The most common colors for a Parti Poodle are brown and white or black & white, with red & white and blue & white being the rarest. Other color variations include silver & white and apricot & white.

No matter the color, the coat of the Poodle is one of the reasons why this breed is so popular. These dogs are known for their curly coat that forms a water-resistant barrier to protect the dog and doesn’t shed.

This hypoallergenic coat makes this breed suitable for owners that are allergic to other pets. 

Does the Parti Poodle’s color affect their temperament?

A Parti Poodle sticking out its tongue
Source: @salvador_and_sigmund / IG

Poodles are known for their loyal, affectionate, and friendly natures. They are also known to be one of the smartest dog breeds around.

They are great for first-time owners and families with kids because of their loving nature and willingness to learn, making them easy to train.

The coat color of your Poodle won’t affect the personality of your Poodle.

However, do be warned that these dogs tend to pick up bad habits quickly without proper training and can quickly establish themselves as the alpha of your house. 

And even though alert and excellent guard dogs, they are not a naturally aggressive breed, so they will get along with other dogs and animals.

Taking care of your Parti Poodle

While they’re a popular choice with many owners who don’t want dog hair around the house, this does mean that they have higher maintenance needs than some other breeds. 

Their thick coat also means they can adapt well to a range of environments, but as people-loving companions, they will want to live indoors with their family.

Exercising your Parti Poodle

Parti Poodle jumping and trying to catch the pink ball
Source: @4poo.dles / IG

Just like any other colored Poodle, this breed needs exercise. These dogs love to bounce and play outdoors and make good exercise companions as they can run and swim well.

Poodle history does show these dogs being bred as duck hunters after all! 

Their high intelligence levels also mean that Parti Poodles do exceptionally well at skill-based challenges, such as obedience and agility tasks.

Around an hour of daily exercise will be sufficient to keep your Poodle happy and healthy. 

Do Parti Poodle dogs shed?

A groomed Parti Poodle standing on grass
Source: @pood.dude / IG

All Poodles are considered hypoallergenic as they do not shed. However, this does mean that they need to be groomed regularly.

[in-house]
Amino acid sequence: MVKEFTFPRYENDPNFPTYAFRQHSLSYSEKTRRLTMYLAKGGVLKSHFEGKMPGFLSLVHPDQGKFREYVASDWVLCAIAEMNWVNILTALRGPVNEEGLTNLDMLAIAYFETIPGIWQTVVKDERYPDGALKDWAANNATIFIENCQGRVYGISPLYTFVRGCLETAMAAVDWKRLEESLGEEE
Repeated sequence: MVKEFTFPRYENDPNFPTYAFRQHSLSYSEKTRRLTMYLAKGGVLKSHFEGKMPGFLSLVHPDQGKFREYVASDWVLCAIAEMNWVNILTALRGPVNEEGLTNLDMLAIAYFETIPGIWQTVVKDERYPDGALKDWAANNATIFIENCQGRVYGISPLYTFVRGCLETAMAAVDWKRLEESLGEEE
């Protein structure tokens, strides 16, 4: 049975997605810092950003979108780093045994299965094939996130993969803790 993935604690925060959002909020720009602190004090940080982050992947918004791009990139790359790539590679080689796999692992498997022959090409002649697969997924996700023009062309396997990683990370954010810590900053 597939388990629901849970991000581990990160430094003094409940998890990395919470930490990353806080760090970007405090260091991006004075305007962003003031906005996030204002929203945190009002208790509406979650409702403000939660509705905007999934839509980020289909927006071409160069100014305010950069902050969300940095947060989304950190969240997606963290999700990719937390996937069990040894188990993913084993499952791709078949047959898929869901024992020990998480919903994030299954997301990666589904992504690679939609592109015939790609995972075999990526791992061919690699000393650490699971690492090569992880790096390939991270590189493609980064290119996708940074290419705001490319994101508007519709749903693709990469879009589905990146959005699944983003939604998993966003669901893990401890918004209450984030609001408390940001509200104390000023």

Your dog’s coat should be clipped at least every six weeks as their coat can tangle and mat easily. If your dog is not kept in a short, sporting clip, you will also need to brush them daily to ensure these mats do not occur. 

Poodles should also be bathed regularly to prevent cords from forming and a nasty smell from developing.

When washing your dog, also be sure to check their low-hanging ears for any signs of infection, which are more common in this breed as the ears tend to retain moisture. 

As Parti Poodles have a predominantly white face, they can also get tear stains from weeping eyes, a condition that is common in Poodles.

Your dog’s eyes can be cleaned daily with a damp washcloth or alcohol-free wipe to remove this brown goop and prevent the stains from forming.

Parti Poodle Food Consumption

Parti Poodle waiting for food
Source: @toran.nuna / IG

How much food your Parti Poodle will consume will depend on the size of your dog. These dogs will benefit from a high-quality dry kibble rich in protein due to their high energy levels.

Poodles tend to eat more than they need, and this overindulging can lead to obesity and a myriad of health issues, so be sure not to give your dog too many extra treats.

Also read: Best Dog Food for Poodles

Are Parti Poodles a healthy breed?

Parti Poodles have a lifespan of between 12 and 15 years. During this time, some severe conditions to look out for include Sebaceous adenitis, Epilepsy, Hip dysplasia, Cushing’s disease, Bloat, and many eye disorders. 

The National Poodle Club recommends health screenings for hip dysplasia and an ophthalmologist evaluation.

Simultaneously, Miniature and Toy (or Teacup) Poodles should also get tests for Patellar Luxation and Degenerative Myelopathy. You may also want to consider a skin punch for your dog.

How much does a Parti Poodle puppy cost?

A Parti Poodle puppy celebrating its 10week old day
Source: @_harlowthepoodle_ / IG

Parti Poodles are often found at a lower price than a standard Poodle puppy in a solid color because they are not accepted in the conformation ring.

These dogs typically go for between $600 and $2,000, which excludes additional expenses such as training, transportation, and all the accessories you need when buying a puppy. 

Parti Poodle breeders

As Parti Poodles are not preferred, they sometimes make a rare appearance in the litters of solid-colored dogs. Also, some breeders specialize in puppies that display this unique coloring.

A well-bred Parti Poodle will no doubt turn heads.

Looking for a Parti Poodle breeder with available puppies? Here are some for you to look at:

  • Heart Song Standard Poodles
  • Tropical Toy Poodles, Ocala, Florida
  • Smith Standard Poodles

Parti Poodle rescue / for adoption

While finding any color purebred Poodle up for adoption is rare, you might just be lucky. If you don’t mind an adult dog or a Toy or Miniature Parti Poodle, you will be more likely to find a Poodle looking for a new home.

Want to give a rescue dog a new home? Try looking for a Parti on these specific Poodle-specific rescue sites:

  • Carolina Poodle Rescue, Carolina
  • Florida Poodle Rescue, Florida

Who should get a Parti Poodle?

A Parti Poodle loving the grass
Source: @ellencmchiu / IG

With a complicated history, Parti Poodles are some of the most unique Poodles that you can find.

Boasting all the Poodle’s special characteristics, with gorgeous unique coloring, these dogs are perfect for owners looking for their first dog and families.

That is granted you have no plans of exhibiting your Poodle at a dog show or breeding them further.

Further reading: Poodle mixes